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The majority of independent retailers are happy enough with the business relationship they have with their primary grocery wholesaler to be willing to "absolutely" recommend their wholesaler to others, according to the findings of the recent Food Marketing Institute (FMI) report, "Independent Operator Insights into Wholesaler Relations and Services."
FMI said the study revealed that 60 percent of independents have had a long and satisfactory relationship with a wholesaler, averaging 19 years. Another 34 percent of independent grocers would recommend their wholesaler, but "with reservations," reflecting less than full satisfaction. These independents said they need more support to compete effectively with larger retailers.
"This research sends three key messages," said FMI's v.p. of wholesaler and member services, Jeff Rumachik. "Independent operators and wholesalers have strong and enduring ties, a rock-solid foundation that is essential for successful business partnership. Wholesalers can improve their services and, in some cases, independents can use them more. And the strong partnership suggests that wholesalers will make improvements to help their independent customers succeed."
The report is the second in a series of three on the future of food wholesaling, conducted by FMI in collaboration with Saint Joseph's University, and funded by the Gerald E. Peck Fellowship.
The results of the second report are best seen in the context of first report, "Past and Present Landscape of Food Wholesalers," which was based on extensive interviews with leading wholesaler executives, the trade association said.
"Wholesalers recognize that independents can outflank supercenters with value-added strategies that emphasize organic products, foodservice, catering, fresh perishables, and products and services tailored to a specific ethnic community," noted Richard J. George, Saint Joseph's professor of food marketing, who led the research for both reports. "As a result, wholesalers must tailor their services to the specific needs of each customer. Meeting this considerable challenge requires innovations in technology and logistics, which wholesalers are striving to achieve."
For the second study, researchers asked independent retailer executives, mainly owners or c.e.o.'s, whether their wholesaler offers a wide range of services, whether they use those services, and how satisfied they are on a 1-5 scale, with 1 being "very dissatisfied," 2 "somewhat dissatisfied," 3 "neither dissatisfied, nor satisfied," 4 "somewhat satisfied," and 5 "very satisfied."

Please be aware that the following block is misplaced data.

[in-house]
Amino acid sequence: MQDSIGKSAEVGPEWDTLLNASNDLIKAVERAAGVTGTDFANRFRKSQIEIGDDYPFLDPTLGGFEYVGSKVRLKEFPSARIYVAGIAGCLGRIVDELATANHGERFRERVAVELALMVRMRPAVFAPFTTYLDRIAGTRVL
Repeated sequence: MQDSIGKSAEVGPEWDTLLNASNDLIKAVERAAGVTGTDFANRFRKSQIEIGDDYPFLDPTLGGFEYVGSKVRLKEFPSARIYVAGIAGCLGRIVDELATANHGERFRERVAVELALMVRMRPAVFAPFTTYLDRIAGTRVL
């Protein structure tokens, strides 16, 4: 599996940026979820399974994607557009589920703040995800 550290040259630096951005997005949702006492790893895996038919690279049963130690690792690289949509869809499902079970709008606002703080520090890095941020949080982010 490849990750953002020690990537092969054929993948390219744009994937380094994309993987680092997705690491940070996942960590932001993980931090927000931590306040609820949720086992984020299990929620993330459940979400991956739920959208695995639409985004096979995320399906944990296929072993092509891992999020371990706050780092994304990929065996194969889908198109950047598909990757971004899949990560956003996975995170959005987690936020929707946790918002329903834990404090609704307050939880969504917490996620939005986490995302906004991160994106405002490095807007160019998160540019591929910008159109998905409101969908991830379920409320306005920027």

The ratings in almost all cases fell between 3 and 4.
Most meaningful were the ratings for the most highly used services. For instance, executives reported the following use levels and satisfaction ratings on the following marketing services: category management strategy, 71 percent use with a median rating of 3.5; competitive pricing services, 70 percent, 3.4; assortment strategy, 66 percent, 3.5; and merchandising strategy, 66 percent, 3.6.
According to one respondent, "One of the things we are totally lacking is help in merchandising perishables." Another noted, "We need our wholesaler's help in doing private label better, much better."
Retailers gave some of the highest ratings to communications and order management services: product recall information, 94 percent use with a median rating of 4.2; timely contact with account executive, 77 percent, 3.9; industry news updates, 60 percent, 3.8; handheld order entry, 91 percent, 4.1; and computer-assisted ordering, 54 percent, 4.0.
According to the report, more efficient order management systems boost efficiency and help give independents a higher return on assets.
Retailers also rated highly accounting services such as bookkeeping and rebilling (4.4) and insurance coordination (4.1), but only 27 percent and 21 percent use these services, respectively. Growing financial challenges could lead more independents to employ financial support in the future.
"Independent Operator Insights Into Wholesaler Relations and Services" was based on a survey of 142 executives from Feb. 1 to April 15, 2008.
The two released reports in the Peck Fellowship series are available for purchase by calling the FMI Store at (202) 220-0723 or visiting www.fmi.org/store/.
The third report in this series will be "Generation Y: Food Shopping Attitudes and Behaviors."